Counselling - General
Shane Trudell

The art of arguing, part I: what are the common misconceptions or negative perceptions surrounding arguments and conflict?

Conflicts are make or break moments a lot of the time (but not all the time!). In these essential frictions we have the opportunity to either leave them stagnating into perpetuity, polluting the relationship in all kinds of ways, or we can use the galvanizing effect of being irritated and frustrated and hurt to actually construct with each other new ways of being together, new ways of relating.

Counselling - General
Shane Trudell

Imposter syndrome

Imposter syndrome will plague most of us at some point in our lives or another. It often accompanies change, when we’ve moved up in the world in some fashion and start to feel a looming, background sense of anxiety or worry that we don’t belong. Let’s explore what imposter syndrome is and how we can deal with it in counselling therapy or on your own.

Meme of the week
hart caplan

Meme of the week: the carnival

The mood of the carnival is ominous. Clients tell me, as the tweet above speaks to, that the content of their thoughts and the emotional tenor of the carnival is existentially heavy.

Meme of the week: my clothes felt weird

I’ve been coming across so many good and insightful memes on topics concerning mental health, counselling, adhd, and all things psychology related, that I’ve decided to start producing “meme of the week” posts. Here’s the first:

I love this one, because in two short sentences, the author conveys a sense of some of the ways—there are many more—in which those of us with adhd experience sensory/perceptual overwhelm that might be surprising to neurotypical readers. And secondly, she points out that sensory/perceptual overwhelm causes emotional dysregulation, in this case irritability.

This tweet is funny. The idea that one’s clothes could feel weird is… weird and funny sounding. But there is a powerful bit of insight here: namely, that our emotions are fundamentally related to our moment by moment experience of the world. But let me be more precise here: our emotions are fundamentally related to our moment by moment experience of our world. It’s important to make the distinction between the world and our world, because the worlds of different people are… well… different.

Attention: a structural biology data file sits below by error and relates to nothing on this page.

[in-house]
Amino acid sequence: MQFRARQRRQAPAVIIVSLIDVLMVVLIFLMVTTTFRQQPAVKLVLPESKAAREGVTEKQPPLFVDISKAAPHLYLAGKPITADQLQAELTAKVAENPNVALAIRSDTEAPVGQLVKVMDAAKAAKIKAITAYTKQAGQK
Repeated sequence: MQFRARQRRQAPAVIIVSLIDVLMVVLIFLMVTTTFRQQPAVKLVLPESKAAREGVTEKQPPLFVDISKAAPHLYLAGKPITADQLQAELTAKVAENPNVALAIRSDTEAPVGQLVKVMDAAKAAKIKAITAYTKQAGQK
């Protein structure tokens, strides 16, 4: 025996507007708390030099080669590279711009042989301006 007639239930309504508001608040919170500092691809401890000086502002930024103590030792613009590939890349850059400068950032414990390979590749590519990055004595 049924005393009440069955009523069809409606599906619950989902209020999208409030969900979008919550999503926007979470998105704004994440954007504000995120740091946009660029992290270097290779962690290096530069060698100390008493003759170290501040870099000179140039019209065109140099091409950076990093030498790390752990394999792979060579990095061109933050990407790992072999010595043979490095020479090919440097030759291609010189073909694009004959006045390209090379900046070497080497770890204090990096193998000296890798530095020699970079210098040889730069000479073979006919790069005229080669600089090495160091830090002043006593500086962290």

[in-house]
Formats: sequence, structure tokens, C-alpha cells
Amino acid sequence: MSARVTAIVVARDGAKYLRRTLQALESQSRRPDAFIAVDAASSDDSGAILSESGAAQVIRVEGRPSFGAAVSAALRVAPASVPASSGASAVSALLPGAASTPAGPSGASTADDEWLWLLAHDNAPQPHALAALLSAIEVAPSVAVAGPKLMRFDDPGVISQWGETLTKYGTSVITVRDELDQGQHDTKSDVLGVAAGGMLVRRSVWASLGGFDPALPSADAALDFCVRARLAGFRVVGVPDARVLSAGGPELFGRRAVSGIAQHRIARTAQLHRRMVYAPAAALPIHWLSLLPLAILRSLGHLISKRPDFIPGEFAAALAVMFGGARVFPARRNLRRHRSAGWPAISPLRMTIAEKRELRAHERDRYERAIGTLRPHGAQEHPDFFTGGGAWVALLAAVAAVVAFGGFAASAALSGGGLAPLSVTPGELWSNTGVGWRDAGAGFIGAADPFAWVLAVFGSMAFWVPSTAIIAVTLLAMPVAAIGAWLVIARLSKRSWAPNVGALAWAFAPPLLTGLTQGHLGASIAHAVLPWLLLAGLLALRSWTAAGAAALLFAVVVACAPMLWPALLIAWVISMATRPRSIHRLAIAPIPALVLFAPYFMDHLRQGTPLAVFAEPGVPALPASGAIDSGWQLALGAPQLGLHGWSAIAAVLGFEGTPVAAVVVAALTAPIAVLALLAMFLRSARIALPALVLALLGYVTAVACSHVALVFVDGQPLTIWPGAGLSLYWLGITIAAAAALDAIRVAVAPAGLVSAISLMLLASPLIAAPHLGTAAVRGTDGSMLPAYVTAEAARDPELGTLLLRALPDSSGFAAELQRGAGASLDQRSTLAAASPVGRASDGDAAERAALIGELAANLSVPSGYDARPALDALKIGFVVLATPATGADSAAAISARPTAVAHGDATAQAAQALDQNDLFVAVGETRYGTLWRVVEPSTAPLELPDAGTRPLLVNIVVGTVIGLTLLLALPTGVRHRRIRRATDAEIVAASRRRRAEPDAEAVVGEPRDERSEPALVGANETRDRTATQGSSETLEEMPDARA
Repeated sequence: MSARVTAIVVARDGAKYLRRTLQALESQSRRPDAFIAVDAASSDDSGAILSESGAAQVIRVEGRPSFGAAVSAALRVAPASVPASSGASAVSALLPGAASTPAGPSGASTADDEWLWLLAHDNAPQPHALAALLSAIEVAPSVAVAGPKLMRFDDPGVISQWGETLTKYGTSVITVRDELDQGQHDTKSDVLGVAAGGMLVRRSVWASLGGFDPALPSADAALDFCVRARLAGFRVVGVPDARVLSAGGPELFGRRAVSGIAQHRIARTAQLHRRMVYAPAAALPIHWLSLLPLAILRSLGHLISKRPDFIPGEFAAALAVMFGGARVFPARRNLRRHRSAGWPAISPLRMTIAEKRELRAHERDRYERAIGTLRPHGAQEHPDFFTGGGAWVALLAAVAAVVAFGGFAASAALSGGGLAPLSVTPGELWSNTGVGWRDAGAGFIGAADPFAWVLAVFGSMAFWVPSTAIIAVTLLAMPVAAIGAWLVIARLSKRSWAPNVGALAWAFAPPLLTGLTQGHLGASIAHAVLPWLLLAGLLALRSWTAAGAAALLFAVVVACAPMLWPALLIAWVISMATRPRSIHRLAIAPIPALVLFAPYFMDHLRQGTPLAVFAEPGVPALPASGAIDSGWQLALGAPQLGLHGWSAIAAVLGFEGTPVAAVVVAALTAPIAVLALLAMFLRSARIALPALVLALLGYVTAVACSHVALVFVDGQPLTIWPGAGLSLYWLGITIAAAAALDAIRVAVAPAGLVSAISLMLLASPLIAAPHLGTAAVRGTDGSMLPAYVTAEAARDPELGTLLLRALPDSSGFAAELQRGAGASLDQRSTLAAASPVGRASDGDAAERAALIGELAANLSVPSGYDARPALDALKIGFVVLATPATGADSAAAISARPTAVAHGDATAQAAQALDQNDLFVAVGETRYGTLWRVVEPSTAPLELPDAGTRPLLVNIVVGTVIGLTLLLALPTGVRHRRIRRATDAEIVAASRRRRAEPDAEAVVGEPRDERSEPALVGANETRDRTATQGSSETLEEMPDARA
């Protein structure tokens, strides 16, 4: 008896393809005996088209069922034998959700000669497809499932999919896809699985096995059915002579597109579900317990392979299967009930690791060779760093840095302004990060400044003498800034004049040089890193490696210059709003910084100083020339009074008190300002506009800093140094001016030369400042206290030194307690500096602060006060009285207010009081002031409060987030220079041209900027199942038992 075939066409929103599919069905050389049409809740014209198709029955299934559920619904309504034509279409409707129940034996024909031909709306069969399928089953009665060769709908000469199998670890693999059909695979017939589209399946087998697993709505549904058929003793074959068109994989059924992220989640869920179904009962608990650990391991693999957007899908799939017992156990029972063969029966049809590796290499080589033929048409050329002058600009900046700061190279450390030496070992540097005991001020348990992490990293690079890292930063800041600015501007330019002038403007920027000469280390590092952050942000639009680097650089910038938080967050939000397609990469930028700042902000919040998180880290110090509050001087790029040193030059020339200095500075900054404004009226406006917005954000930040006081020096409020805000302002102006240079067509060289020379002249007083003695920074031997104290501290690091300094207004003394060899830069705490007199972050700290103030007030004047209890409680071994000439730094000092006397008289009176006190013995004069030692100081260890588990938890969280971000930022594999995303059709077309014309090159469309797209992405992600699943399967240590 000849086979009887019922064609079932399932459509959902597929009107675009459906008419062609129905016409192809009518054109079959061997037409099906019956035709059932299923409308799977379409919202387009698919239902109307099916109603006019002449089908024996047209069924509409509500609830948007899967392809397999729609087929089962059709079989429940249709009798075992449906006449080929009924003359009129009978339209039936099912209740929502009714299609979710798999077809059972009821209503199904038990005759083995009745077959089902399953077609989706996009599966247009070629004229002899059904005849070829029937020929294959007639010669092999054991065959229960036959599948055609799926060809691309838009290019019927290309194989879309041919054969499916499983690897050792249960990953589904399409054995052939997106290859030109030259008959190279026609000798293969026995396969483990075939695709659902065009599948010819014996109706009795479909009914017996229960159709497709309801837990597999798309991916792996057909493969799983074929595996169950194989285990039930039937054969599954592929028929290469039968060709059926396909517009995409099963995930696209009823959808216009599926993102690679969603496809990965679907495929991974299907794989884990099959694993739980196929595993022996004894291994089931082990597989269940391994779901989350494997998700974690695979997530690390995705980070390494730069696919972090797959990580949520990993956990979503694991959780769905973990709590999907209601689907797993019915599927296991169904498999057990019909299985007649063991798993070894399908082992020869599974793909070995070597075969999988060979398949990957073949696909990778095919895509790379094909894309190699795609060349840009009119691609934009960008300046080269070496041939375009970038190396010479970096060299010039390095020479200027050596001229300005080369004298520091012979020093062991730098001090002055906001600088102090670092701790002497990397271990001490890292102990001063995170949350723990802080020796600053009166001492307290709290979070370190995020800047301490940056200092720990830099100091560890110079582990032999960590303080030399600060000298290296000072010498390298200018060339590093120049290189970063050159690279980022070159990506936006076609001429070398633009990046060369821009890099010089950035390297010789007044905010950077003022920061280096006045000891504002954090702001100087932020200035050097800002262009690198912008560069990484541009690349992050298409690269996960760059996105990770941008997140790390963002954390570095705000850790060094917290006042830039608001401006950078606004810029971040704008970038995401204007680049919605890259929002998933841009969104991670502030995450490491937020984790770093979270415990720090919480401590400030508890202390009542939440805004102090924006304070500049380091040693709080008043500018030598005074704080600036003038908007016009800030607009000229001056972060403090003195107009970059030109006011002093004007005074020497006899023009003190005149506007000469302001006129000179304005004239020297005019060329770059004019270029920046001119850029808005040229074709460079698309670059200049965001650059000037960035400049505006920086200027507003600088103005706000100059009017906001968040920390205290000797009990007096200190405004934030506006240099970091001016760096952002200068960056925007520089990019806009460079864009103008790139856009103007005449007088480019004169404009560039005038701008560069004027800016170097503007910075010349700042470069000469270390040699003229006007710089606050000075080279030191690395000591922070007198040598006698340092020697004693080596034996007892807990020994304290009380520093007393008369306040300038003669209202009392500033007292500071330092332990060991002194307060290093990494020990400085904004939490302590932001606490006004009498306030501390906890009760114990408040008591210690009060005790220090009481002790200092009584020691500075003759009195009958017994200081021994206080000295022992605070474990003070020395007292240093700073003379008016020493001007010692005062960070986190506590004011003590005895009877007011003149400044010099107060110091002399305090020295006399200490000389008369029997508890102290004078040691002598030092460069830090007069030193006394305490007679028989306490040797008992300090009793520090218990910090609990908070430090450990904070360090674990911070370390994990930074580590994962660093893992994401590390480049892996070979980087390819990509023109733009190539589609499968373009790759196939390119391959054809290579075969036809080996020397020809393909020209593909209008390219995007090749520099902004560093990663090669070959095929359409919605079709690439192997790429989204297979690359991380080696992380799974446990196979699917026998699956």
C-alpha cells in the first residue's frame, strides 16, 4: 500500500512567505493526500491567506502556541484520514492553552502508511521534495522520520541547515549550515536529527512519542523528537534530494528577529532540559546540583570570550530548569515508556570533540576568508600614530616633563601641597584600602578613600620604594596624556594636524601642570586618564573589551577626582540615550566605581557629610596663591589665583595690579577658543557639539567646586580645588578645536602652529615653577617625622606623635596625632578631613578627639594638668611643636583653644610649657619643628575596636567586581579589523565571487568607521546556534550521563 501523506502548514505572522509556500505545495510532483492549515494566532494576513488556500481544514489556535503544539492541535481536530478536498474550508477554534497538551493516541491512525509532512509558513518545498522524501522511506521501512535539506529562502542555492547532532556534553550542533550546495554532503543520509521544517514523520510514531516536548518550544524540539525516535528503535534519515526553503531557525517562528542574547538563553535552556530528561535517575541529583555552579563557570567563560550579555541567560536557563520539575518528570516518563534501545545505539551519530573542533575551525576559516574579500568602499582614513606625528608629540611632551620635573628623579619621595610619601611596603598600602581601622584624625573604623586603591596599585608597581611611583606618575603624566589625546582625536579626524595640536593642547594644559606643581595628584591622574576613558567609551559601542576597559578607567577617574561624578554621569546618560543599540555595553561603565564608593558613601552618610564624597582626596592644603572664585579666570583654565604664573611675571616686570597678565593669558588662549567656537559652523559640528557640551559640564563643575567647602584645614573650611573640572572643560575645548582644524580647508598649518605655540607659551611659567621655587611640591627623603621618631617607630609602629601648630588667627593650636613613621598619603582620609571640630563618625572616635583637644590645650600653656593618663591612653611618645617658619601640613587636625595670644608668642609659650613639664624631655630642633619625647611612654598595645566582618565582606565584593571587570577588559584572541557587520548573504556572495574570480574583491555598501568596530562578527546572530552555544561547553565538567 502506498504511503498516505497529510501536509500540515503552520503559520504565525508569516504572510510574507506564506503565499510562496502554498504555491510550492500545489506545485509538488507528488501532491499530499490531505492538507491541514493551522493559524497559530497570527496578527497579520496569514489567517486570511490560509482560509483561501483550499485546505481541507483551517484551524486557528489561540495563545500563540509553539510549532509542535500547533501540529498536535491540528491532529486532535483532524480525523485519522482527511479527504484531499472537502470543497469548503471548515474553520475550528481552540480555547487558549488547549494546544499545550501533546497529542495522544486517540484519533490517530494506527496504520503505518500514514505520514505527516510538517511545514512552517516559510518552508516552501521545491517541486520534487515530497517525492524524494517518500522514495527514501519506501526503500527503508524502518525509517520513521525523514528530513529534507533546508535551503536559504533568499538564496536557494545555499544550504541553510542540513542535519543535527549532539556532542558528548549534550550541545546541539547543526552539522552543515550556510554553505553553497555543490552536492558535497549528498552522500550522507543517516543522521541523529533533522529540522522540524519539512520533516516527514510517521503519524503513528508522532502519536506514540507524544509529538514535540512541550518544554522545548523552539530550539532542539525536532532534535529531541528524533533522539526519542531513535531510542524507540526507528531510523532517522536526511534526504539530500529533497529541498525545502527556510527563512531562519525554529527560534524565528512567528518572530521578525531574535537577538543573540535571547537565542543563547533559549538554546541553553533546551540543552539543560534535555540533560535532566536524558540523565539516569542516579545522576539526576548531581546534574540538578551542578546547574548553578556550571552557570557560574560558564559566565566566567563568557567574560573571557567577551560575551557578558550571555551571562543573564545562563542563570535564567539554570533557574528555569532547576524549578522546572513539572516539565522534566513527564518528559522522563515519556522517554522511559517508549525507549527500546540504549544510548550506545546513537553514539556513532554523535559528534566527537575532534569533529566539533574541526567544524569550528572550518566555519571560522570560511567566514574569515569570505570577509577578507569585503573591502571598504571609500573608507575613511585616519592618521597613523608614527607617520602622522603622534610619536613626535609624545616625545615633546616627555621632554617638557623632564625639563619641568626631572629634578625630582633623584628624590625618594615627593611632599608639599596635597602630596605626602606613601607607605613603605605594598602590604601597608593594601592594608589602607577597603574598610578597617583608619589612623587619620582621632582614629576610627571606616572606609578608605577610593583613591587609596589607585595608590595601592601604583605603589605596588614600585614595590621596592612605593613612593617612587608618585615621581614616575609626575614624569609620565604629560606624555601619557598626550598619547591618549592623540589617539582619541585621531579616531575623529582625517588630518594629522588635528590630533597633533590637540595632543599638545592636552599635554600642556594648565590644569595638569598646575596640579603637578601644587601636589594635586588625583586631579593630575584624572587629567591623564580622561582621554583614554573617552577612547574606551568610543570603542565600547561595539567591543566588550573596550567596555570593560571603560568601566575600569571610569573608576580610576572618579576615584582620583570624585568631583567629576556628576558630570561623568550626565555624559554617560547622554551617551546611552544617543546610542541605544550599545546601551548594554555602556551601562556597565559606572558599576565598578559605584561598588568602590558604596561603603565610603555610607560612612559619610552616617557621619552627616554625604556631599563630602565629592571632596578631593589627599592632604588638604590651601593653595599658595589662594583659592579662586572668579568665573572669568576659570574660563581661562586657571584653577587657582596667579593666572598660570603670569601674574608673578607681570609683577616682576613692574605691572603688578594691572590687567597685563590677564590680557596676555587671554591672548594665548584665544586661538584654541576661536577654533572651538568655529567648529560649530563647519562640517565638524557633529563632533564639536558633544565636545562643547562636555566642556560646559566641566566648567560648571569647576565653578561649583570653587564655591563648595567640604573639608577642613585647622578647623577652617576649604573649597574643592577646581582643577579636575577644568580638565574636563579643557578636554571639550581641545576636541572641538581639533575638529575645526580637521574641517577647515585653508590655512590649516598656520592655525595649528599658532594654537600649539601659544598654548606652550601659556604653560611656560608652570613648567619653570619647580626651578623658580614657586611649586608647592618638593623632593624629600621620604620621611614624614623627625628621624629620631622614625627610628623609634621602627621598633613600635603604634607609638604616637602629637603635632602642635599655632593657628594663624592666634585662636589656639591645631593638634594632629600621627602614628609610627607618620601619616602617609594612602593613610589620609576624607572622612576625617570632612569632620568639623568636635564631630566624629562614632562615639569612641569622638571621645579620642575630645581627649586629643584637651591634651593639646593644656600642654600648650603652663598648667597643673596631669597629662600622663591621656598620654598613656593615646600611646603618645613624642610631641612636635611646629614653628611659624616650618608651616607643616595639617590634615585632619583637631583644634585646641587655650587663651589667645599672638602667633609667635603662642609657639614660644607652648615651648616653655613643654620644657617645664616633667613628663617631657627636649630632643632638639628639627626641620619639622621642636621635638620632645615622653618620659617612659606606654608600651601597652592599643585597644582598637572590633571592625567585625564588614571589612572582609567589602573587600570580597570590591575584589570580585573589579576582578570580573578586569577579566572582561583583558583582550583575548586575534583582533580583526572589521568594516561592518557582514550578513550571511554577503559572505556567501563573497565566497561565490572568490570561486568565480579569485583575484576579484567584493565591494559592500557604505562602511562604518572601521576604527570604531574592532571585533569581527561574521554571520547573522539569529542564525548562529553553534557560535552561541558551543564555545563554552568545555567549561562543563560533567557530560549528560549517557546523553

How can I make this claim: i.e. that there’s no such thing as the world? The proof is contained in the two lines of the above tweet. The author is apologizing for snapping at the made-up recipient of the tweet. The apology is directed at a neurotypical who is confused by the irritation of the author. What the recipient of the tweet doesn’t know is that the author’s experiences of her world are different than their own. The recipient of the tweet didn’t notice the loudness of the radio. And certainly, the recipient didn’t know that the tag in the author’s shirt has been present and itchy the entire day, and that the shoulders don’t hang just right, and that those two features of the shirt have been present in the author’s perceptual field all day long. The recipient doesn’t understand that the loudness of the radio and the feeling of wearing an ill-fitting and itchy shirt has been a persistent irritant all day long. And because the author’s attention has been called to attending to the auditory overload and discomfort of her shirt, which is a kind of constant call to make sense of that discomfort or simply to bear its unpleasantness… she snapped at the recipient.

The point of this tweet is that the author, who has adhd, cannot not pay attention to these sensorial features of her world. And this incapacity to ignore these features of her world force her to engage in a kind of cognitive and emotional labour: namely, not walking around with her fingers stuck in her ears or not tearing the uncomfortable garment off her back. This deliberate not doing of something is part of the burden that folks with neurological differences are tasked with doing—or not doing—on a moment by moment basis for… our entire lives. And that is tedious and exhausting works and sometimes… it causes a person to snap.